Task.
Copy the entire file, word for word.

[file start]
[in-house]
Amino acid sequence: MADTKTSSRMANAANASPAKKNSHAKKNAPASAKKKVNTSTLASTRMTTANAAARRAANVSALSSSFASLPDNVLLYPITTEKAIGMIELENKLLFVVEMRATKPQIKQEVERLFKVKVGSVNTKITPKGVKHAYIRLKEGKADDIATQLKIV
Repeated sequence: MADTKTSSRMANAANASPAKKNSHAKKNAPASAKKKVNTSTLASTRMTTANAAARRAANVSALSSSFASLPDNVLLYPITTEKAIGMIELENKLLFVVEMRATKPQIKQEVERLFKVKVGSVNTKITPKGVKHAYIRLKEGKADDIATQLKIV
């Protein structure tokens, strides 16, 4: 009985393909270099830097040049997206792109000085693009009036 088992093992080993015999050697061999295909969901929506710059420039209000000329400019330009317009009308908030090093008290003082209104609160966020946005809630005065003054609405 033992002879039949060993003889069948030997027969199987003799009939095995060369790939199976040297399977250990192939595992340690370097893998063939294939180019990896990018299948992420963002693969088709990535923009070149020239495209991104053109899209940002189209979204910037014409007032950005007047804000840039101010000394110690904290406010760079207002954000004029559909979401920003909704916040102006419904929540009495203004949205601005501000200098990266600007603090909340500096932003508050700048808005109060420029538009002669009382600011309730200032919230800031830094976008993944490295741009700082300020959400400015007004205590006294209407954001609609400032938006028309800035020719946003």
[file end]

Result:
[in-house]
Amino acid sequence: MADTKTSSRMANAANASPAKKNSHAKKNAPASAKKKVNTSTLASTRMTTANAAARRAANVSALSSSFASLPDNVLLYPITTEKAIGMIELENKLLFVVEMRATKPQIKQEVERLFKVKVGSVNTKITPKGVKHAYIRLKEGKADDIATQLKIV
Repeated sequence: MADTKTSSRMANAANASPAKKNSHAKKNAPASAKKKVNTSTLASTRMTTANAAARRAANVSALSSSFASLPDNVLLYPITTEKAIGMIELENKLLFVVEMRATKPQIKQEVERLFKVKVGSVNTKITPKGVKHAYIRLKEGKADDIATQLKIV
């Protein structure tokens, strides 16, 4: 009985393909270099830097040049997206792109000085693009009036 088992093992080993015999050697061999295909969901929506710059420039209000000329400019330009317009009308908030090093008290003082209104609160966020946005809630005065003054609405 033992002879039949060993003889069948030997027969199987003799009939095995060369790939199976040297399977250990192939595992340690370097893998063939294939180019990896990018299948992420963002693969088709990535923009070149020239495209991104053109899209940002189209979204910037014409007032950005007047804000840039101010000394110690904290406010760079207002954000004029559909979401920003909704916040102006419904929540009495203004949205601005501000200098990266600007603090909340500096932003508050700048808005109060420029538009002669009382600011309730200032919230800031830094976008993944490295741009700082300020959400400015007004205590006294209407954001609609400032938006028309800035020719946003």